Why is this important? Take a look at YouTube and see the videos of people doing crazy things with what they perceive as autonomous technologies. Sitting in the backseat and letting the car drive down the road, or reading, texting, even watching movies while the car is driving itself. Or even commercial vehicle videos of trucks with automated technologies where the driver can move away from observing the roadway and do something else. This is really scary, but probably not too surprising. We’re Americans, we like to take risks and push the envelope. Give us a little automation and we’ll push it to the limits. We don’t adhere, we abuse. And it’s all fun and cool, until someone gets killed because the overplayed the system or got the impression that the system does more than it’s capable of doing from an ad, a name, a sales person or the media.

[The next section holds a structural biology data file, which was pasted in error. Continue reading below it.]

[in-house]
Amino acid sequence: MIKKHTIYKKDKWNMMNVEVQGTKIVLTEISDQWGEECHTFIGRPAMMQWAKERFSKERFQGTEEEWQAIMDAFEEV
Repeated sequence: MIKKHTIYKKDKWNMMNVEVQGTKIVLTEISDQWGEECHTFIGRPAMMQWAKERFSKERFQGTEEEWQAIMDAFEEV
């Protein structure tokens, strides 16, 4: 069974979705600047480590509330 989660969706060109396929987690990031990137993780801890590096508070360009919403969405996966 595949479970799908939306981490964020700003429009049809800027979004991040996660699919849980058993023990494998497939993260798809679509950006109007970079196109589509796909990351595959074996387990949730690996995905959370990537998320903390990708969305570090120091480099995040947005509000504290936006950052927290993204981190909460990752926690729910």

We, as an industry, have to communicate clearly that, until we get to driverless, the driver is still involved in vehicle operation. There are not 5 levels of automation, there are only 2. It’s simple. It’s easy. And, quite frankly, it will probably save lives.
If ”driver-involved” and “driverless” are too simplistic for our tech-savvy times, we can use some fancier words - it’s either automated or autonomous!
Quite frankly, I’m for “driver-involved” or “driverless”…with these words I don’t have to check Dictionary.com, or my Funk & Wagnall’s, to be sure!
(Yes, you can look up “Funk & Wagnall’s” on the internet if you need too!)